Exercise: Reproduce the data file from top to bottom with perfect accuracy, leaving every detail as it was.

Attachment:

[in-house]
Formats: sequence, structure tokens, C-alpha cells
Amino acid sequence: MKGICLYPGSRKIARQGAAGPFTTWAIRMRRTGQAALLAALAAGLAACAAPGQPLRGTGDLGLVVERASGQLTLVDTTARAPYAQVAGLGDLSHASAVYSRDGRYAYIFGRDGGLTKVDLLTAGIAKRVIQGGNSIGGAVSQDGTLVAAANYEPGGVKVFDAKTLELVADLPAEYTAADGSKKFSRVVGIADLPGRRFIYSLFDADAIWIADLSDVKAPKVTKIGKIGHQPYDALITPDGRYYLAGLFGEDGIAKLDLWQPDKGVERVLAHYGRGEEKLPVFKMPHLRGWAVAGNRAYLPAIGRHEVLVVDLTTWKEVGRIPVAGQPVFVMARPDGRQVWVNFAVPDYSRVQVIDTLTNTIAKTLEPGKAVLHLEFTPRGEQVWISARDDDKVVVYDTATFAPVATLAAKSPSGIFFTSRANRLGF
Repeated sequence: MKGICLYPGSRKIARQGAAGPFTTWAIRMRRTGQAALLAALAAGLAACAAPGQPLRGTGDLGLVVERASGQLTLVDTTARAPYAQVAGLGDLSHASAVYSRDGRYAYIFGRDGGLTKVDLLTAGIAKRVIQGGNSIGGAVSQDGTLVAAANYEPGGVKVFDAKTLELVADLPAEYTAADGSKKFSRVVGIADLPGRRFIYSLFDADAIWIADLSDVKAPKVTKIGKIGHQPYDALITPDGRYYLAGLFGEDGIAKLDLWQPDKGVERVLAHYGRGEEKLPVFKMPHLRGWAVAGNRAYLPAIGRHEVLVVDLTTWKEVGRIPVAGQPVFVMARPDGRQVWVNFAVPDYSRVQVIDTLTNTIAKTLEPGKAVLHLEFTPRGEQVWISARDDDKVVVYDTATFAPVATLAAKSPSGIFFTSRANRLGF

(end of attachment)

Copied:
[in-house]
Formats: sequence, structure tokens, C-alpha cells
Amino acid sequence: MKGICLYPGSRKIARQGAAGPFTTWAIRMRRTGQAALLAALAAGLAACAAPGQPLRGTGDLGLVVERASGQLTLVDTTARAPYAQVAGLGDLSHASAVYSRDGRYAYIFGRDGGLTKVDLLTAGIAKRVIQGGNSIGGAVSQDGTLVAAANYEPGGVKVFDAKTLELVADLPAEYTAADGSKKFSRVVGIADLPGRRFIYSLFDADAIWIADLSDVKAPKVTKIGKIGHQPYDALITPDGRYYLAGLFGEDGIAKLDLWQPDKGVERVLAHYGRGEEKLPVFKMPHLRGWAVAGNRAYLPAIGRHEVLVVDLTTWKEVGRIPVAGQPVFVMARPDGRQVWVNFAVPDYSRVQVIDTLTNTIAKTLEPGKAVLHLEFTPRGEQVWISARDDDKVVVYDTATFAPVATLAAKSPSGIFFTSRANRLGF
Repeated sequence: MKGICLYPGSRKIARQGAAGPFTTWAIRMRRTGQAALLAALAAGLAACAAPGQPLRGTGDLGLVVERASGQLTLVDTTARAPYAQVAGLGDLSHASAVYSRDGRYAYIFGRDGGLTKVDLLTAGIAKRVIQGGNSIGGAVSQDGTLVAAANYEPGGVKVFDAKTLELVADLPAEYTAADGSKKFSRVVGIADLPGRRFIYSLFDADAIWIADLSDVKAPKVTKIGKIGHQPYDALITPDGRYYLAGLFGEDGIAKLDLWQPDKGVERVLAHYGRGEEKLPVFKMPHLRGWAVAGNRAYLPAIGRHEVLVVDLTTWKEVGRIPVAGQPVFVMARPDGRQVWVNFAVPDYSRVQVIDTLTNTIAKTLEPGKAVLHLEFTPRGEQVWISARDDDKVVVYDTATFAPVATLAAKSPSGIFFTSRANRLGF